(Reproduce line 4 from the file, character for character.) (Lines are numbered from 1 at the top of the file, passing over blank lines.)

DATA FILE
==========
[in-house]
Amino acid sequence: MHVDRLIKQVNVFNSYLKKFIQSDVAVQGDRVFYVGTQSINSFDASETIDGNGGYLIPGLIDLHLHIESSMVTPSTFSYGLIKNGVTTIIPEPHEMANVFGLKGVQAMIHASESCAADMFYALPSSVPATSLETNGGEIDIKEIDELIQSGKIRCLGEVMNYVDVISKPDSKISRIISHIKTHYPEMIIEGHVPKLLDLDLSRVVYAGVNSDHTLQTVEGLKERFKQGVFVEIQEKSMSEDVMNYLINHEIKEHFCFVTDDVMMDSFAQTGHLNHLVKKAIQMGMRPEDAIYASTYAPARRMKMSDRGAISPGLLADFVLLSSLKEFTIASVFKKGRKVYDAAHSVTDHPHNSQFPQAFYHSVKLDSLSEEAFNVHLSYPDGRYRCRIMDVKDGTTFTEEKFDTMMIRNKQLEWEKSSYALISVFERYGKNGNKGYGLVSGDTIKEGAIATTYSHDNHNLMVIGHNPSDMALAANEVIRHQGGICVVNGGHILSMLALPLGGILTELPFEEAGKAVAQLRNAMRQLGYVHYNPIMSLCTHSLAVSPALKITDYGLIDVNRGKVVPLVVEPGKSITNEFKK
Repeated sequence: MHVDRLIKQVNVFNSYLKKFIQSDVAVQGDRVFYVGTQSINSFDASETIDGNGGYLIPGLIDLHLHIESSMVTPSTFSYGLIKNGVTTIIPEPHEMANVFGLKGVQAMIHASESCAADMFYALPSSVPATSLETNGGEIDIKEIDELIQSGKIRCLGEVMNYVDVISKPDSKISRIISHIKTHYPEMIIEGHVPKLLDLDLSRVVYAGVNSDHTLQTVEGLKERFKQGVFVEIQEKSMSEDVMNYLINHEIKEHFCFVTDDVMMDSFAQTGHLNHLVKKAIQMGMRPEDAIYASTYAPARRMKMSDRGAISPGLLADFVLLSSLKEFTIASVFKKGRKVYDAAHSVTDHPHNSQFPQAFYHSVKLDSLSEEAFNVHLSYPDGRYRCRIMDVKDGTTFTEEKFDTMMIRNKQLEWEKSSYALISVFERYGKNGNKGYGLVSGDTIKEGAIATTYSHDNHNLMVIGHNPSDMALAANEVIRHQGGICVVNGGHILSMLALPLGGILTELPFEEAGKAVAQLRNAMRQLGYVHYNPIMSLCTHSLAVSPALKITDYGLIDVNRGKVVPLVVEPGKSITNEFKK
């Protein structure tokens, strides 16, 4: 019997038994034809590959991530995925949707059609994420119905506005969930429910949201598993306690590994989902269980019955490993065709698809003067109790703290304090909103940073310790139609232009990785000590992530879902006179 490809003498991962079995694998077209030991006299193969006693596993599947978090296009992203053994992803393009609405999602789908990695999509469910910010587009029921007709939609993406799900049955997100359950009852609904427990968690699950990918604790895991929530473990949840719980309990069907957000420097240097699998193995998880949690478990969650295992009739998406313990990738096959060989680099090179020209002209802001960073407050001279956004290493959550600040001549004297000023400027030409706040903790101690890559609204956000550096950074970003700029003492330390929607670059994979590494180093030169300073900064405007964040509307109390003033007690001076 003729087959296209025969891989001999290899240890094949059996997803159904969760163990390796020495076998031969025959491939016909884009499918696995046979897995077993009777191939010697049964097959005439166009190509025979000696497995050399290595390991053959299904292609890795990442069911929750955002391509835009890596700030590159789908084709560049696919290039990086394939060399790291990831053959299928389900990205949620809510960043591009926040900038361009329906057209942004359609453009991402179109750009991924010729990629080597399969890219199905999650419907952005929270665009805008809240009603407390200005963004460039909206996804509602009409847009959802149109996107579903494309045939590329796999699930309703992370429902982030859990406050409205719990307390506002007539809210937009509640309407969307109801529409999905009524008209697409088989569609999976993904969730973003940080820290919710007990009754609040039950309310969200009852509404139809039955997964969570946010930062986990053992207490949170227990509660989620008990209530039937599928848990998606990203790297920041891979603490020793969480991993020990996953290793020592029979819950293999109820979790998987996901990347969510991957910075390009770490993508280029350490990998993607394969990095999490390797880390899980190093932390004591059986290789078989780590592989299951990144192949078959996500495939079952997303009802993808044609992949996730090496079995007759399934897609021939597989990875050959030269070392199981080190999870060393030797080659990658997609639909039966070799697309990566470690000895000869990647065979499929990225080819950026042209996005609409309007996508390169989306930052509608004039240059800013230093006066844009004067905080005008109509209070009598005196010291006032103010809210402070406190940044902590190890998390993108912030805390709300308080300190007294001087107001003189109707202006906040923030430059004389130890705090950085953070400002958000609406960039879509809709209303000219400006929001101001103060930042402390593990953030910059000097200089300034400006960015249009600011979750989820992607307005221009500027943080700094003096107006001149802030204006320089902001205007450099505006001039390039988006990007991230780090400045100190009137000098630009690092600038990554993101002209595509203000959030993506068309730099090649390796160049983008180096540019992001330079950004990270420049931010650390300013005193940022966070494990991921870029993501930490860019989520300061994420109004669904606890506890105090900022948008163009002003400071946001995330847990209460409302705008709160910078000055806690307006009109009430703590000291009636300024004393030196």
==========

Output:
């Protein structure tokens, strides 16, 4: 019997038994034809590959991530995925949707059609994420119905506005969930429910949201598993306690590994989902269980019955490993065709698809003067109790703290304090909103940073310790139609232009990785000590992530879902006179 490809003498991962079995694998077209030991006299193969006693596993599947978090296009992203053994992803393009609405999602789908990695999509469910910010587009029921007709939609993406799900049955997100359950009852609904427990968690699950990918604790895991929530473990949840719980309990069907957000420097240097699998193995998880949690478990969650295992009739998406313990990738096959060989680099090179020209002209802001960073407050001279956004290493959550600040001549004297000023400027030409706040903790101690890559609204956000550096950074970003700029003492330390929607670059994979590494180093030169300073900064405007964040509307109390003033007690001076 003729087959296209025969891989001999290899240890094949059996997803159904969760163990390796020495076998031969025959491939016909884009499918696995046979897995077993009777191939010697049964097959005439166009190509025979000696497995050399290595390991053959299904292609890795990442069911929750955002391509835009890596700030590159789908084709560049696919290039990086394939060399790291990831053959299928389900990205949620809510960043591009926040900038361009329906057209942004359609453009991402179109750009991924010729990629080597399969890219199905999650419907952005929270665009805008809240009603407390200005963004460039909206996804509602009409847009959802149109996107579903494309045939590329796999699930309703992370429902982030859990406050409205719990307390506002007539809210937009509640309407969307109801529409999905009524008209697409088989569609999976993904969730973003940080820290919710007990009754609040039950309310969200009852509404139809039955997964969570946010930062986990053992207490949170227990509660989620008990209530039937599928848990998606990203790297920041891979603490020793969480991993020990996953290793020592029979819950293999109820979790998987996901990347969510991957910075390009770490993508280029350490990998993607394969990095999490390797880390899980190093932390004591059986290789078989780590592989299951990144192949078959996500495939079952997303009802993808044609992949996730090496079995007759399934897609021939597989990875050959030269070392199981080190999870060393030797080659990658997609639909039966070799697309990566470690000895000869990647065979499929990225080819950026042209996005609409309007996508390169989306930052509608004039240059800013230093006066844009004067905080005008109509209070009598005196010291006032103010809210402070406190940044902590190890998390993108912030805390709300308080300190007294001087107001003189109707202006906040923030430059004389130890705090950085953070400002958000609406960039879509809709209303000219400006929001101001103060930042402390593990953030910059000097200089300034400006960015249009600011979750989820992607307005221009500027943080700094003096107006001149802030204006320089902001205007450099505006001039390039988006990007991230780090400045100190009137000098630009690092600038990554993101002209595509203000959030993506068309730099090649390796160049983008180096540019992001330079950004990270420049931010650390300013005193940022966070494990991921870029993501930490860019989520300061994420109004669904606890506890105090900022948008163009002003400071946001995330847990209460409302705008709160910078000055806690307006009109009430703590000291009636300024004393030196």